Following is a table comparing retail prices in countries/US States which have legalized recreational marijuana for more than 1 year and those which have only legalized medical marijuana sales. As can be noticed a significant drop in prices occurs where recreational marijuana is allowed, as the supply catches up with the demand.
If retail prices are getting lower, worse can be said about wholesale prices in the US, with lows of 1,3$ per gram in Washington, as evidenced by the table below.
While it can be argued that the lack of trade of marijuana between States (which is illegal) is resulting in oversupply cases, the general trend for prices is to lower over time as both efficiency and output increase.
As profit margins become lower in the future value-added products such as drinks, edibles and pharmaceuticals derived from marijuana are expected to become the main drivers in the profitability of the biggest companies in the industry, as profits from simple cultivation drop.
Finally control over branding and retailing may be another way to increase margins. In particular, branding is often banned or restricted while retailing can be either done privately or by the State. As wholesale prices drop significantly faster than retail prices private, retailing may be critical to increase margins in the medium run. In Canada, the main focus of this article, retailing is done both by the state and privately depending on the province. Ontario, which hosts 40% of the Canadian population will start private retailing only in April 2019.
The “Big 3”: Typical Operations
The big 3 are the 3 most important publicly traded marijuana companies based in Canada. Those are: Canopy Growth, Aurora Cannabis and Aphria.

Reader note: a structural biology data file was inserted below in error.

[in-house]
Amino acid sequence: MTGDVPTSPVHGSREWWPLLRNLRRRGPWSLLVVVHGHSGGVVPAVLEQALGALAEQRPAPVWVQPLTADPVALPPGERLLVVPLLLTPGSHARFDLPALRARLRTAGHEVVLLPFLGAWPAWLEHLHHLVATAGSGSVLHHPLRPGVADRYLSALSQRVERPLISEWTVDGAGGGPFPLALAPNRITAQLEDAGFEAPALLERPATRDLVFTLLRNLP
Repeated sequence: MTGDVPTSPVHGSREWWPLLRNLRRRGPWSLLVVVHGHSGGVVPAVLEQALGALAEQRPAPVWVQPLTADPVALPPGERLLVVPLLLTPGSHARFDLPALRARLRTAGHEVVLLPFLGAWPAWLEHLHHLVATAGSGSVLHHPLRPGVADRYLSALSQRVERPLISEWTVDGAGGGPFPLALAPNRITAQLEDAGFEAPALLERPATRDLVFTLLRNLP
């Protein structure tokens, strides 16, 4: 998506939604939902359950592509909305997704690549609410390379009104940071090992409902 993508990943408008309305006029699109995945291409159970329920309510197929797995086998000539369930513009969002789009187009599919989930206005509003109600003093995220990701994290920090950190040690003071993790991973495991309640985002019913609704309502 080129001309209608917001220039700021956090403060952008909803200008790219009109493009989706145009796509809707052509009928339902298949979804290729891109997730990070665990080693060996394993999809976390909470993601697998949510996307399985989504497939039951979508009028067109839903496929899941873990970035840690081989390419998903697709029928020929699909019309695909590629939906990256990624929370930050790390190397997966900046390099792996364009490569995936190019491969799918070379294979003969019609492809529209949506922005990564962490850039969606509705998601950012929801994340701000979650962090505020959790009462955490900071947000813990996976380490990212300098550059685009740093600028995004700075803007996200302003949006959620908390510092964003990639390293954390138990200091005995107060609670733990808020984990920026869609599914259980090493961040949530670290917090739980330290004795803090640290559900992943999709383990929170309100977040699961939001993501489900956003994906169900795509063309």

The “big 3” all engage in the following activities:
Following is a more in-depth analysis of the “big 3”.
Founded in 2014 by Chuck Rifici and Bruce Linton Canopy Growth Corp is Listed on the TSX (2016) and on NYSE (2018). Canopy’s stock closed at C$51,49 and thus its market cap is set at C$11,95 billion. The firm has reported 77,9mil C$ in revenue, an increase by 95% over the previous year.
The largest marijuana producing company among the “big 3” by far, as evidenced by the graph below, Canopy Growth is considered by many the dominant firm in the industry.
The main strength of Canopy lays in its partnership with Constellation Brands. Constellation Brands, a 39.8 bn $ market cap company (05/11/2018), is currently the only beverage company to have invested in the Marijuana industry. The company has invested on Canopy on two different rounds. The first one, a few months after bill C45 was proposed, at a price of 12.98 CAD with an investment of 245mil USD, acquiring an ownership of 9.9% and valuing the company at 2.5 billion. The second one, done in August 2018, after the passing of the final reading in the Senate, consisted in a much larger investment of 4 billion USD at a price of 48.60, which, after the exercise of the additional warrants which were issued during the first round, resulted in an ownership of 38%. In addition, a new round of warrants (with a 3 Y expiry) was issued in this second fundraise, which give the right for constellation to reach more than 50% of the ownership of Canopy by infusing at least an additional 3.5 bn USD in cash.